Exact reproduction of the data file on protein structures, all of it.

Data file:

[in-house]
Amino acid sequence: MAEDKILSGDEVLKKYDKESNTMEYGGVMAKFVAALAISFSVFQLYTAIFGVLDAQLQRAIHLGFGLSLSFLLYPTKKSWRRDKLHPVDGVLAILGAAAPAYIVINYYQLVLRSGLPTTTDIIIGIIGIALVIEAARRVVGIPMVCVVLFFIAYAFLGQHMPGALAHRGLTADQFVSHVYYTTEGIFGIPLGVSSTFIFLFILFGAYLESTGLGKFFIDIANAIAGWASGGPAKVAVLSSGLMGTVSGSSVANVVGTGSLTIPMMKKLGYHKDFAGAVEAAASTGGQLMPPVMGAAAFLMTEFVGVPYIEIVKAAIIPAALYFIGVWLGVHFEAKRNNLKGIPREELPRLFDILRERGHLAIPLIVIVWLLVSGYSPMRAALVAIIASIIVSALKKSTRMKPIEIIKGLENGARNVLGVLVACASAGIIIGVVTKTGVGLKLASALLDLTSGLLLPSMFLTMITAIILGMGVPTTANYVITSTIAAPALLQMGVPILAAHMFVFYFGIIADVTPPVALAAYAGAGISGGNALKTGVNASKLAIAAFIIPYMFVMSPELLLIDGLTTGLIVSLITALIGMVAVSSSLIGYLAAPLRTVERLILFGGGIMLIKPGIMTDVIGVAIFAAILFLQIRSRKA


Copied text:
[in-house]
Amino acid sequence: MAEDKILSGDEVLKKYDKESNTMEYGGVMAKFVAALAISFSVFQLYTAIFGVLDAQLQRAIHLGFGLSLSFLLYPTKKSWRRDKLHPVDGVLAILGAAAPAYIVINYYQLVLRSGLPTTTDIIIGIIGIALVIEAARRVVGIPMVCVVLFFIAYAFLGQHMPGALAHRGLTADQFVSHVYYTTEGIFGIPLGVSSTFIFLFILFGAYLESTGLGKFFIDIANAIAGWASGGPAKVAVLSSGLMGTVSGSSVANVVGTGSLTIPMMKKLGYHKDFAGAVEAAASTGGQLMPPVMGAAAFLMTEFVGVPYIEIVKAAIIPAALYFIGVWLGVHFEAKRNNLKGIPREELPRLFDILRERGHLAIPLIVIVWLLVSGYSPMRAALVAIIASIIVSALKKSTRMKPIEIIKGLENGARNVLGVLVACASAGIIIGVVTKTGVGLKLASALLDLTSGLLLPSMFLTMITAIILGMGVPTTANYVITSTIAAPALLQMGVPILAAHMFVFYFGIIADVTPPVALAAYAGAGISGGNALKTGVNASKLAIAAFIIPYMFVMSPELLLIDGLTTGLIVSLITALIGMVAVSSSLIGYLAAPLRTVERLILFGGGIMLIKPGIMTDVIGVAIFAAILFLQIRSRKA